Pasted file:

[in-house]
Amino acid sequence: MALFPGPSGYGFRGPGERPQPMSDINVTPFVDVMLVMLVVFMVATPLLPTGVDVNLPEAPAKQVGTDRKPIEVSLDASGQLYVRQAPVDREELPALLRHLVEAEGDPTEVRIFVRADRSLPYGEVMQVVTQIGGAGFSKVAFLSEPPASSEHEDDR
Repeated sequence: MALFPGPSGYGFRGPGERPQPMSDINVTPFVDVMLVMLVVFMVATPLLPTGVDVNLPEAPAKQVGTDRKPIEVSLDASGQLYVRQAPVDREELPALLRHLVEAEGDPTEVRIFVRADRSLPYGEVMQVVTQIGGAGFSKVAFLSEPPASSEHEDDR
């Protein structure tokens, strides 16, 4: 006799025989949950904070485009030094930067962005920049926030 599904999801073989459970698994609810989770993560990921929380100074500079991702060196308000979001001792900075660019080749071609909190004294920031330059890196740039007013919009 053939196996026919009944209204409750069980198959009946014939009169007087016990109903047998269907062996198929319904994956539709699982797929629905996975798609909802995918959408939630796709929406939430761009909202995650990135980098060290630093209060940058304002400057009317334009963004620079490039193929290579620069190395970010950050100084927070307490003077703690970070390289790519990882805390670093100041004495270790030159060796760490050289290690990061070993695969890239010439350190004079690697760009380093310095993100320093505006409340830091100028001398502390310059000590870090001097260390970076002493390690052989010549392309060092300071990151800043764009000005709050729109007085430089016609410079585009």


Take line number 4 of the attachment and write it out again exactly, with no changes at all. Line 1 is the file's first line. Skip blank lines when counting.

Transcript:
């Protein structure tokens, strides 16, 4: 006799025989949950904070485009030094930067962005920049926030 599904999801073989459970698994609810989770993560990921929380100074500079991702060196308000979001001792900075660019080749071609909190004294920031330059890196740039007013919009 053939196996026919009944209204409750069980198959009946014939009169007087016990109903047998269907062996198929319904994956539709699982797929629905996975798609909802995918959408939630796709929406939430761009909202995650990135980098060290630093209060940058304002400057009317334009963004620079490039193929290579620069190395970010950050100084927070307490003077703690970070390289790519990882805390670093100041004495270790030159060796760490050289290690990061070993695969890239010439350190004079690697760009380093310095993100320093505006409340830091100028001398502390310059000590870090001097260390970076002493390690052989010549392309060092300071990151800043764009000005709050729109007085430089016609410079585009």